Review by Stephen W. Hiemstra
Rabbi David J. Wolpe’s book, Why Faith Matters, came to my attention as I prepared to teach a class on Hebrews 11. “Now faith is being sure of what we hope for and certain of what we do not see” (Hebrews 11:1). Wolpe is more philosophical and focuses on the quest for meaning. “Faith believes in the legitimacy of asking ‘why’–that the very question is an animating force in life” (193). While I am interested in the question and believe that faith is a journey, the truth of faith begins with its content. Wolpe provided me with snapshots of brilliance when what I searched for was direction in faith’s journey. Though we travel different paths at this point, I loved his book.
Wolpe’s strengths as a writer include his ability to dialog with the reader, his keen insight into the human condition, and his brilliant analytical mind. In his prelude, for example, he tells the story of a man using his sickness to teach his children and grandchildren how to die. He writes about his friend Isaac: “Here was a chance to teach his greatest lesson. They would remember much about him to be sure, but they would never forget how he died” (xiv). As a pastor, I have used this lesson in hospital visits.
Wolpe is a master of the anecdote. Pick a page; find a story. One I liked was the man standing before God in heaven. Wolpe writes:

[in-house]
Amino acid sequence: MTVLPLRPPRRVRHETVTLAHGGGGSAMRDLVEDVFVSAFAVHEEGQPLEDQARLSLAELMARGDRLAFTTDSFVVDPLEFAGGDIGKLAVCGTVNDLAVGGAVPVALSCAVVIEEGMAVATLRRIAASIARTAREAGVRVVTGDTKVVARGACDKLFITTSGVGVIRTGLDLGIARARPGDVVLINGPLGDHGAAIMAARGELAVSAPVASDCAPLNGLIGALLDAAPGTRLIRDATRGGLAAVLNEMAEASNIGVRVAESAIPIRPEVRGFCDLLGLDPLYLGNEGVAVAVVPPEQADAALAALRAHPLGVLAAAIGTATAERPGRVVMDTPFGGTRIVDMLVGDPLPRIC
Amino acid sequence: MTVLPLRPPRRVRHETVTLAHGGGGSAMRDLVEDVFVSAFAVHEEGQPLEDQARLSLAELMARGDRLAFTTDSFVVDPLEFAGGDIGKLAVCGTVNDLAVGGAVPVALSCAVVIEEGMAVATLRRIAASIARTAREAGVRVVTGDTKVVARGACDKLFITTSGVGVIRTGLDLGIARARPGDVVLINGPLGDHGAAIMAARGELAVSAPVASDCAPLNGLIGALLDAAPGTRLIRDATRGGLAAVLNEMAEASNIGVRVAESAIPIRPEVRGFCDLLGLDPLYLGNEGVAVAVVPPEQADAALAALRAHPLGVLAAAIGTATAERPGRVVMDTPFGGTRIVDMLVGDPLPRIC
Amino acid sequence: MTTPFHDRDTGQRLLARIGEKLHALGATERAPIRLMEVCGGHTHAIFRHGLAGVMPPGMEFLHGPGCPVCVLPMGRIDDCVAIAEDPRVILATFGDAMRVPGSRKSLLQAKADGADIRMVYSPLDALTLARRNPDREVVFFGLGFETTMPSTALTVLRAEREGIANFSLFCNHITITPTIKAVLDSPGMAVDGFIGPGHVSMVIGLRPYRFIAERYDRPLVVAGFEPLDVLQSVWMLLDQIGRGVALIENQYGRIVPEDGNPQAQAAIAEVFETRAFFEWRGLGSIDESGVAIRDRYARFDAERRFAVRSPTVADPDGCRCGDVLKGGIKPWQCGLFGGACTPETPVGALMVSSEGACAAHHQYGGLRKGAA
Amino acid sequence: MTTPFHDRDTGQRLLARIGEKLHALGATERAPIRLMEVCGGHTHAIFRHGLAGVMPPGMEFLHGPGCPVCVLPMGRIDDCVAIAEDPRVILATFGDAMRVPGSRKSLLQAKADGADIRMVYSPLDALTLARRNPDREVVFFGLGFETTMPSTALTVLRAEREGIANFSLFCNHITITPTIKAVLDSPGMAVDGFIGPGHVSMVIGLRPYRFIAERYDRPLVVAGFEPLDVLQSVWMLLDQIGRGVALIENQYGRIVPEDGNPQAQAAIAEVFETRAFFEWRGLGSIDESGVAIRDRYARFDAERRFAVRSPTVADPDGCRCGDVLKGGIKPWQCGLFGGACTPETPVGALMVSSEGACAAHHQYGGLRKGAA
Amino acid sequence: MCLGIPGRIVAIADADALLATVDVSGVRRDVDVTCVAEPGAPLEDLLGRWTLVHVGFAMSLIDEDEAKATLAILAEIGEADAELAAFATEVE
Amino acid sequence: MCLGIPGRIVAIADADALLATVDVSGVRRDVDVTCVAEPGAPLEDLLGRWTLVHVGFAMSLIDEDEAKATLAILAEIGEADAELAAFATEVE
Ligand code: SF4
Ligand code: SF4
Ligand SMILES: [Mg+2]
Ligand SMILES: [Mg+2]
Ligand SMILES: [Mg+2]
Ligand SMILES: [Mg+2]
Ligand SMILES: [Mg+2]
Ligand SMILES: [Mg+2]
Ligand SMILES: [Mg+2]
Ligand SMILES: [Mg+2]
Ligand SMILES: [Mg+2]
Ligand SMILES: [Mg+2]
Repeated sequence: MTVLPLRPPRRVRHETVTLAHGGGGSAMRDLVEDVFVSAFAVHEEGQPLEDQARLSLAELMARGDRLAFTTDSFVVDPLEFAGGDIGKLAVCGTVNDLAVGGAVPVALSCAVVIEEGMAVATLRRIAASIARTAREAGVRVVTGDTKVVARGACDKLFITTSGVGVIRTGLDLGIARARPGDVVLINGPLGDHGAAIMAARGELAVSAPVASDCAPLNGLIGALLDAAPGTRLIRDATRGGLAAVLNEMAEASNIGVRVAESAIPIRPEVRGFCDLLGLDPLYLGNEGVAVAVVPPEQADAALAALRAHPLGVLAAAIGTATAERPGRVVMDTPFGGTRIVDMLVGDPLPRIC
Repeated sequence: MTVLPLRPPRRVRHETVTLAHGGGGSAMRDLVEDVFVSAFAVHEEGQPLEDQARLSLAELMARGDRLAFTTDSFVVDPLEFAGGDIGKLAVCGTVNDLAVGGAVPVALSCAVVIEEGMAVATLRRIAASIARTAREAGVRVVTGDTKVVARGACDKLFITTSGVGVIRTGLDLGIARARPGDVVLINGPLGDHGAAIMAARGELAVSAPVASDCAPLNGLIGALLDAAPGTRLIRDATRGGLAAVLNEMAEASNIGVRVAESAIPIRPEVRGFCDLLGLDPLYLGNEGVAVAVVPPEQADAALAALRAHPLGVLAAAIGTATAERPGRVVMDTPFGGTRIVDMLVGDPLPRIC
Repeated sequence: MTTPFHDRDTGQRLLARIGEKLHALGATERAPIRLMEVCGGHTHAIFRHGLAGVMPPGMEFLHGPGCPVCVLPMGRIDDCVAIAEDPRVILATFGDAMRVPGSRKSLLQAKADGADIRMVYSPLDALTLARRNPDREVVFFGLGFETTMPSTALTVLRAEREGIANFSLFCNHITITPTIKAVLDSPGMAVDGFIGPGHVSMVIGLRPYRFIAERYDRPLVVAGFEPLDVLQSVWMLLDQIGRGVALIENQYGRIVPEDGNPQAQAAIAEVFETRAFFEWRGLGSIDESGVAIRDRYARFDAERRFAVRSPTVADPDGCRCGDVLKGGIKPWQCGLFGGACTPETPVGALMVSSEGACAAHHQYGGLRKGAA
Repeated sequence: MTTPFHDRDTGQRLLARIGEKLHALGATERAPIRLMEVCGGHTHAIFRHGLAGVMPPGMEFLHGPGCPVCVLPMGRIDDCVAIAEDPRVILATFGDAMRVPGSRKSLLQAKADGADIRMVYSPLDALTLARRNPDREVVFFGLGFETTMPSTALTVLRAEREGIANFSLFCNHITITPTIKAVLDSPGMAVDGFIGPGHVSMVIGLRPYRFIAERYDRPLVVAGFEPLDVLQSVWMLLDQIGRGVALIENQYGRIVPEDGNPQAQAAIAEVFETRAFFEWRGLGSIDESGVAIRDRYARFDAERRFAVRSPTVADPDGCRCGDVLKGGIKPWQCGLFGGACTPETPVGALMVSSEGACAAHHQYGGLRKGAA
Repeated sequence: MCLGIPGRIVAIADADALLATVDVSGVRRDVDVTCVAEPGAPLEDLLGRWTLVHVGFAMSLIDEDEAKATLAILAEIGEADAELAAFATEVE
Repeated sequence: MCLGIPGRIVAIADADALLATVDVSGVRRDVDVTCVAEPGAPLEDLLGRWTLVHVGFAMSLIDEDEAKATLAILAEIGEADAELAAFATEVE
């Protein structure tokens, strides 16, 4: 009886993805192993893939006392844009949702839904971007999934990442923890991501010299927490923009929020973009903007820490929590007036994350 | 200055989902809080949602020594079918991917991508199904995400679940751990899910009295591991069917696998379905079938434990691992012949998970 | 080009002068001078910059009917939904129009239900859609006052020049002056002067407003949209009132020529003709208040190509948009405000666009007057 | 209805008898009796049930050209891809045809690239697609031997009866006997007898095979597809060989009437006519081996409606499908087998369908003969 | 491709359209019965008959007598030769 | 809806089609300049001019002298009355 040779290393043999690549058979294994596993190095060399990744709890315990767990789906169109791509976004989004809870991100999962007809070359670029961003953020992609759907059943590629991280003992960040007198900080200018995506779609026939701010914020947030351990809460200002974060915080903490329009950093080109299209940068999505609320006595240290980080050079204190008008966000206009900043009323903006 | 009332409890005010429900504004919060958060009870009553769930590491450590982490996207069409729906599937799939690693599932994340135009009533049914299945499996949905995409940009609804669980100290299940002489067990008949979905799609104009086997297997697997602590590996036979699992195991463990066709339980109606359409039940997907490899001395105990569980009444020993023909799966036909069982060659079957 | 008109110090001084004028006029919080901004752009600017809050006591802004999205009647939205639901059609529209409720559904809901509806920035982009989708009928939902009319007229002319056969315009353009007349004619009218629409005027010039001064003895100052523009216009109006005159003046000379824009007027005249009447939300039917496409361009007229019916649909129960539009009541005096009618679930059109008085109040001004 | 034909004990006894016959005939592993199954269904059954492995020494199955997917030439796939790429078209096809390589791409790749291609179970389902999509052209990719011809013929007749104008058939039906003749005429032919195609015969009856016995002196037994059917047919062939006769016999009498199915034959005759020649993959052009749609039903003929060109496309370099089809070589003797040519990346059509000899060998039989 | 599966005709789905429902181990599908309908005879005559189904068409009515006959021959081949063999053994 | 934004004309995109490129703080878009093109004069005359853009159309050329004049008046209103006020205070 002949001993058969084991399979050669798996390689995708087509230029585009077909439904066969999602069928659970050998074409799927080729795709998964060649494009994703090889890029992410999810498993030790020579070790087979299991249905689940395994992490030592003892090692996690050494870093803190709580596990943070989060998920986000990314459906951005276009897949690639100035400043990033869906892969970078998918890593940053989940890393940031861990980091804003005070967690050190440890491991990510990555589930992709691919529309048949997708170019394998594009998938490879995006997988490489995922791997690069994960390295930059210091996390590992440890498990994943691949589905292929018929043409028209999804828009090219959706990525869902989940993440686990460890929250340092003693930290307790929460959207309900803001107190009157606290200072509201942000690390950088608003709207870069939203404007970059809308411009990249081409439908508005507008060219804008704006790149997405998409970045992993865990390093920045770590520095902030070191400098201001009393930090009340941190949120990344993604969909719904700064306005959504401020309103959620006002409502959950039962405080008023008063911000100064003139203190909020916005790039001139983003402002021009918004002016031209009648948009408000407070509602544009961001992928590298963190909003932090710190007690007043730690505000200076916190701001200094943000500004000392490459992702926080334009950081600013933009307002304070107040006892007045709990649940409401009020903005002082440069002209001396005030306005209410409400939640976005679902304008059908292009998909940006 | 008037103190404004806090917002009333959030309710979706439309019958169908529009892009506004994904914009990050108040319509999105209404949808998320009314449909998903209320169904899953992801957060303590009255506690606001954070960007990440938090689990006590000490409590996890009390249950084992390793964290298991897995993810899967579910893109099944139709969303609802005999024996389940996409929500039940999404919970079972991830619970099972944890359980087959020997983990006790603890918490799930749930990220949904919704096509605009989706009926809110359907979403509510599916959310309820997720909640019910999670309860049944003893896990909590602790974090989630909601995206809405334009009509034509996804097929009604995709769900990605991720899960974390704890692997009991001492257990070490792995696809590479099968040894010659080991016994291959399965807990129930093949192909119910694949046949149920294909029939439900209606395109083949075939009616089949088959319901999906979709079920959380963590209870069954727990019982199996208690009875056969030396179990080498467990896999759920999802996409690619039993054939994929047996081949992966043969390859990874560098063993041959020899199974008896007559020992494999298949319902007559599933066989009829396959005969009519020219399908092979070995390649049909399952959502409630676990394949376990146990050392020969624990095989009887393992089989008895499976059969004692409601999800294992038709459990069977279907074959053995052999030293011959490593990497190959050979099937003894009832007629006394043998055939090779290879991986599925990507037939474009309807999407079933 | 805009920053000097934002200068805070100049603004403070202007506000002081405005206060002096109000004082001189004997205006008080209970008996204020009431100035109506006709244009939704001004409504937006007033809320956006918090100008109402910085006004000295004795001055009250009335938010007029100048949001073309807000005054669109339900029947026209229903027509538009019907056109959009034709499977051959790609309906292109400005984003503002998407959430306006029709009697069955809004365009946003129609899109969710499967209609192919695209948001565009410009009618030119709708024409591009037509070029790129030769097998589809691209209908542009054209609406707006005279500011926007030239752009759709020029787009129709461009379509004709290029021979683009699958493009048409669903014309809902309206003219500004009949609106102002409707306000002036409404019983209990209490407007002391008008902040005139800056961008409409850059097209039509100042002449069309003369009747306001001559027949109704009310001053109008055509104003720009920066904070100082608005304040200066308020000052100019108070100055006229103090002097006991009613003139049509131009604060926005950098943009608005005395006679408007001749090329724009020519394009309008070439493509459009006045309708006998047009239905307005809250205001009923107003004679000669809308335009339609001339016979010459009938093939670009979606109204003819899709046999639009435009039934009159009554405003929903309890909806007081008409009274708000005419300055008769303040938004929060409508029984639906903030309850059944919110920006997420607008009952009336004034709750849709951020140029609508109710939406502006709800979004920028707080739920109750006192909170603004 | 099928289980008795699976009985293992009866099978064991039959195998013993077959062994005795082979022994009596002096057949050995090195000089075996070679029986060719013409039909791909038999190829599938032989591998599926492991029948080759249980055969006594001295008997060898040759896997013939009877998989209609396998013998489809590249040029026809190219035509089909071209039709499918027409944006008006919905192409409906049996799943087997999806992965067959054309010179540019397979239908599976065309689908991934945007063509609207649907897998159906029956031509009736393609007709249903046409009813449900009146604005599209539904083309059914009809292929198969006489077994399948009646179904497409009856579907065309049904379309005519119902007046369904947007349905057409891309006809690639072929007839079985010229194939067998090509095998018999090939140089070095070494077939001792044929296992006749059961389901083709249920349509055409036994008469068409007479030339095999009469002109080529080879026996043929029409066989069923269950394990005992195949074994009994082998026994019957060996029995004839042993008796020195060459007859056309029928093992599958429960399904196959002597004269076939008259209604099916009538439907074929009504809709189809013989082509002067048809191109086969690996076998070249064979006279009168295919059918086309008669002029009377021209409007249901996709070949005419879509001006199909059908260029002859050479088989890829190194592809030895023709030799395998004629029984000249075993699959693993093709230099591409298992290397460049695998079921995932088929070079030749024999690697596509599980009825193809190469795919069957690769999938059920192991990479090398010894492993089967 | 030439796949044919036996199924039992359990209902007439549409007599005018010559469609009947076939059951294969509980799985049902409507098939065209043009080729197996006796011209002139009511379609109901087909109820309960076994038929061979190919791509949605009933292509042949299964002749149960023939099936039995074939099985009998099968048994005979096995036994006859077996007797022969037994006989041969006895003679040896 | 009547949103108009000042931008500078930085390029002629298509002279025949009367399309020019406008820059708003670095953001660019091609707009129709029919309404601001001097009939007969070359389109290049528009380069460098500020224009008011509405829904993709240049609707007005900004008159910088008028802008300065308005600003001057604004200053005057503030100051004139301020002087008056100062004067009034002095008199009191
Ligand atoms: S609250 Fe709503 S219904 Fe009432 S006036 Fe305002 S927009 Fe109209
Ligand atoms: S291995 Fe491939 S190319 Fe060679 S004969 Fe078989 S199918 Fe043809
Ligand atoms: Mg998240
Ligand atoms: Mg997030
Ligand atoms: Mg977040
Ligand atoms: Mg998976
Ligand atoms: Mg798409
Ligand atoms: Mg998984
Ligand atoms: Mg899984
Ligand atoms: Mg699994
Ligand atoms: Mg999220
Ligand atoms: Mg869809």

“Dear God…Look at all the suffering, the anguish and distress in Your world. Why don’t you send help?”..God responded: “I did send help. I sent you” (38-39).
Those of us that go from point A to point B to point C can only stand and applaud.
After a brief prelude, Wolpe organizes his book into 8 chapters:
- From faith to doubt;
- Where does religion come from?
- Does religion cause violence?
- Does science disprove religion?
- What does religion really teach?
- Reading the Bible;
- Is religion good for you? And
- Why faith matters.
His introduction is written by Pastor Rick Warren. Rabbi Wolpe was honored as the number 1 pulpit Rabbi in America.
Wolpe’s brilliance comes in getting to the heart of complex matters quickly. Why do atheists try to make science into a religion? They confuse puzzles (which can be figured out) with mysteries (which are unsolvable) (11). Why does Nietzsche dislike democracy and Christianity? He is a classicist who prefers the morality of masters (classical view) over that of slaves (Christian view) (48-49).
Wolpe’s writing is a joy because of these many insights and anecdotes.
Rabbi Wolpe: Finding Meaning in Faith
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Author site: http://www.StephenWHiemstra.net
Publisher site: http://www.T2Pneuma.com